Pacific payments part 2: designing for trust
Trust is not something that can be gained in a single moment, it’s something that must be built and sustained throughout the entire experience. This is part 2 of our exploration into this important issue.
In part 1 we looked at the causes of high costs and challenges in addressing the issue. Now we will look at potential solutions and how they can be designed for trust.
Digital and financial confidence
Understanding the experience of families in the Pacific with little exposure to digital and financial services is difficult for many of us who now very rarely handle physical money and run our financial lives on the internet. The team at Springload have run a couple of workshops using The Digital Confidence Design Tools to learn about best practices for creating products for first time internet users. We learnt that adopting online banking or mobile money systems will mean some families need to learn new ways to manage their money and that for someone accustomed to a cash-based economy, not being able to physically see or feel the money may cause apprehension.
Designing for trust
Given the emotional and practical importance of Pacific remittance payments, any new digital transaction services must be secure, reliable and designed for trust for both the workers here and the families in the Pacific. However, giving the same experience of credibility as visiting a bank branch is a tall order for a little window on your smartphone. Trust is not something that can be gained in a single moment, it’s something that must be built and sustained throughout the entire experience. Every detail of the design must feel human, cohesive, and secure. Given the reliance on advice from family and friends when choosing a payment provider, trust gained with one person can be trust gained with many.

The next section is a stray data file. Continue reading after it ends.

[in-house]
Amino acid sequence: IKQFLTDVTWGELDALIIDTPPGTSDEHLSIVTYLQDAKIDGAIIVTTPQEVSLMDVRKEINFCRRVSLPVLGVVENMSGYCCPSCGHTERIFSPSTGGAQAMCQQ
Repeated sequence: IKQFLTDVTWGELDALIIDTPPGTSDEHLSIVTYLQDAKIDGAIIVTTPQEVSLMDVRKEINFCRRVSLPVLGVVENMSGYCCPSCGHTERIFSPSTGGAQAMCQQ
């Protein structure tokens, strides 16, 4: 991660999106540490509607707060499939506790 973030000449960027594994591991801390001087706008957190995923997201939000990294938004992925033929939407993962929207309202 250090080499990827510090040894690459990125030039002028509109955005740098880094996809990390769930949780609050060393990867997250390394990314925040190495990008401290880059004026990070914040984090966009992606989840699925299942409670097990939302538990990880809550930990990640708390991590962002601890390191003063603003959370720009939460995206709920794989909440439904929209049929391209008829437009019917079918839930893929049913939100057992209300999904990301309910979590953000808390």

Many new online platforms use a peer-to-peer model. This allows payments to be received in a different currency from the sent one without the money actually crossing borders. Transferwise is an example of such a provider but it does not operate in many pacific countries.
Mobile money is a service provided by network operators that consist of an electronic wallet linked to a mobile phone number. Users are able to transfer money, pay bills and deposit and withdraw cash by using their mobile phones without even needing a bank account. These services are not common across the pacific but have traditionally been the most affordable.
What can be done?
We are ‘technology agnostic’ and believe there are many possible solutions such as online platforms, mobile money, or even blockchain. If you are interested in helping us create innovative solutions for remittance payers, please get in touch.
We are only just beginning this work now as part of our new Springlabs initiative, because we see an opportunity to create an easier and fairer solution for Pacific people sending their money to their families.